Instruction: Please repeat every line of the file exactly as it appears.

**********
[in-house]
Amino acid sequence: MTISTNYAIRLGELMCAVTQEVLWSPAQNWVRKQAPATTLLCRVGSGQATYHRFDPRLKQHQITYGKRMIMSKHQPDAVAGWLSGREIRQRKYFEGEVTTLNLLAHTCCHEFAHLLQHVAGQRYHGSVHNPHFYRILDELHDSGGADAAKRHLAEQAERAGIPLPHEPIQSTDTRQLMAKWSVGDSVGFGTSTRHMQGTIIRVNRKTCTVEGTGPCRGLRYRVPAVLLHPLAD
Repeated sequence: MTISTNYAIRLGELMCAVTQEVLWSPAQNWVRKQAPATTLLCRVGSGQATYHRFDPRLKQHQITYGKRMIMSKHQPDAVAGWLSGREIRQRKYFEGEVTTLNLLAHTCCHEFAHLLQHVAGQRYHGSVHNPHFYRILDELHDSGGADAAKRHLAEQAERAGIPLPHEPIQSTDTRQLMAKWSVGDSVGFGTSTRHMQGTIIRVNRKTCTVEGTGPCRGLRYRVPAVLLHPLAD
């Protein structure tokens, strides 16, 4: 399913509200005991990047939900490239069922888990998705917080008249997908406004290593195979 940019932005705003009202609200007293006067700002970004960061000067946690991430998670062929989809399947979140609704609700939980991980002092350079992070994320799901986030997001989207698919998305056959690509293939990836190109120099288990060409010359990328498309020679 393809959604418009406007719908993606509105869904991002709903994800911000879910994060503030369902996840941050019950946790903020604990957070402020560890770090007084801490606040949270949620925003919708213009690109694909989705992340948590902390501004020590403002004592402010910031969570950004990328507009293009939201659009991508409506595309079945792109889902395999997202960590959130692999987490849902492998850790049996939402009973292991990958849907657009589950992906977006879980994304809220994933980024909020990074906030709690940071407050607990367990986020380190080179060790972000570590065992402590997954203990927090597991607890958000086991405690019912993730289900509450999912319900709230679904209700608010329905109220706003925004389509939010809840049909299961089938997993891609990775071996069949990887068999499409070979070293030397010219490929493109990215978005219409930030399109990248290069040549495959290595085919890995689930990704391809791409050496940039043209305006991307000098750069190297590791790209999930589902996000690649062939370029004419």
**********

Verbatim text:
[in-house]
Amino acid sequence: MTISTNYAIRLGELMCAVTQEVLWSPAQNWVRKQAPATTLLCRVGSGQATYHRFDPRLKQHQITYGKRMIMSKHQPDAVAGWLSGREIRQRKYFEGEVTTLNLLAHTCCHEFAHLLQHVAGQRYHGSVHNPHFYRILDELHDSGGADAAKRHLAEQAERAGIPLPHEPIQSTDTRQLMAKWSVGDSVGFGTSTRHMQGTIIRVNRKTCTVEGTGPCRGLRYRVPAVLLHPLAD
Repeated sequence: MTISTNYAIRLGELMCAVTQEVLWSPAQNWVRKQAPATTLLCRVGSGQATYHRFDPRLKQHQITYGKRMIMSKHQPDAVAGWLSGREIRQRKYFEGEVTTLNLLAHTCCHEFAHLLQHVAGQRYHGSVHNPHFYRILDELHDSGGADAAKRHLAEQAERAGIPLPHEPIQSTDTRQLMAKWSVGDSVGFGTSTRHMQGTIIRVNRKTCTVEGTGPCRGLRYRVPAVLLHPLAD
């Protein structure tokens, strides 16, 4: 399913509200005991990047939900490239069922888990998705917080008249997908406004290593195979 940019932005705003009202609200007293006067700002970004960061000067946690991430998670062929989809399947979140609704609700939980991980002092350079992070994320799901986030997001989207698919998305056959690509293939990836190109120099288990060409010359990328498309020679 393809959604418009406007719908993606509105869904991002709903994800911000879910994060503030369902996840941050019950946790903020604990957070402020560890770090007084801490606040949270949620925003919708213009690109694909989705992340948590902390501004020590403002004592402010910031969570950004990328507009293009939201659009991508409506595309079945792109889902395999997202960590959130692999987490849902492998850790049996939402009973292991990958849907657009589950992906977006879980994304809220994933980024909020990074906030709690940071407050607990367990986020380190080179060790972000570590065992402590997954203990927090597991607890958000086991405690019912993730289900509450999912319900709230679904209700608010329905109220706003925004389509939010809840049909299961089938997993891609990775071996069949990887068999499409070979070293030397010219490929493109990215978005219409930030399109990248290069040549495959290595085919890995689930990704391809791409050496940039043209305006991307000098750069190297590791790209999930589902996000690649062939370029004419």